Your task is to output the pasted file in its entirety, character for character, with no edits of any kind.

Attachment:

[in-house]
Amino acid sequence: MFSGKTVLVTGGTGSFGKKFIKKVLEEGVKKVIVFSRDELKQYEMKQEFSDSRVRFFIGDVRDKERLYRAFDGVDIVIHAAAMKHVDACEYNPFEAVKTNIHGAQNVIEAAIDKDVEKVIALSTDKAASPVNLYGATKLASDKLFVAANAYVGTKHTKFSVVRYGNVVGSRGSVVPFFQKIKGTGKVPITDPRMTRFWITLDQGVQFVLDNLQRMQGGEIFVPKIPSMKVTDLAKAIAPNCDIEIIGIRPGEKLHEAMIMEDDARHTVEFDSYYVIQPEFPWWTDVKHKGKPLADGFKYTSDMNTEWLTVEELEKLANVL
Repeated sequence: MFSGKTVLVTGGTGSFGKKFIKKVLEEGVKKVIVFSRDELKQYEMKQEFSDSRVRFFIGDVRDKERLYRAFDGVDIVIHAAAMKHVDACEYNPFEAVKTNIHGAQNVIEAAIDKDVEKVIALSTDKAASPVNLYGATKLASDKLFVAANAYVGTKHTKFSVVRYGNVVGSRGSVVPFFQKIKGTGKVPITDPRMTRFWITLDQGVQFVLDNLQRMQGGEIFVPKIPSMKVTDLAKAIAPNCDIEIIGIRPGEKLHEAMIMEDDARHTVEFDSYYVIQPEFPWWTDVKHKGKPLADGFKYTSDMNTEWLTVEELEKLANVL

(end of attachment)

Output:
[in-house]
Amino acid sequence: MFSGKTVLVTGGTGSFGKKFIKKVLEEGVKKVIVFSRDELKQYEMKQEFSDSRVRFFIGDVRDKERLYRAFDGVDIVIHAAAMKHVDACEYNPFEAVKTNIHGAQNVIEAAIDKDVEKVIALSTDKAASPVNLYGATKLASDKLFVAANAYVGTKHTKFSVVRYGNVVGSRGSVVPFFQKIKGTGKVPITDPRMTRFWITLDQGVQFVLDNLQRMQGGEIFVPKIPSMKVTDLAKAIAPNCDIEIIGIRPGEKLHEAMIMEDDARHTVEFDSYYVIQPEFPWWTDVKHKGKPLADGFKYTSDMNTEWLTVEELEKLANVL
Repeated sequence: MFSGKTVLVTGGTGSFGKKFIKKVLEEGVKKVIVFSRDELKQYEMKQEFSDSRVRFFIGDVRDKERLYRAFDGVDIVIHAAAMKHVDACEYNPFEAVKTNIHGAQNVIEAAIDKDVEKVIALSTDKAASPVNLYGATKLASDKLFVAANAYVGTKHTKFSVVRYGNVVGSRGSVVPFFQKIKGTGKVPITDPRMTRFWITLDQGVQFVLDNLQRMQGGEIFVPKIPSMKVTDLAKAIAPNCDIEIIGIRPGEKLHEAMIMEDDARHTVEFDSYYVIQPEFPWWTDVKHKGKPLADGFKYTSDMNTEWLTVEELEKLANVL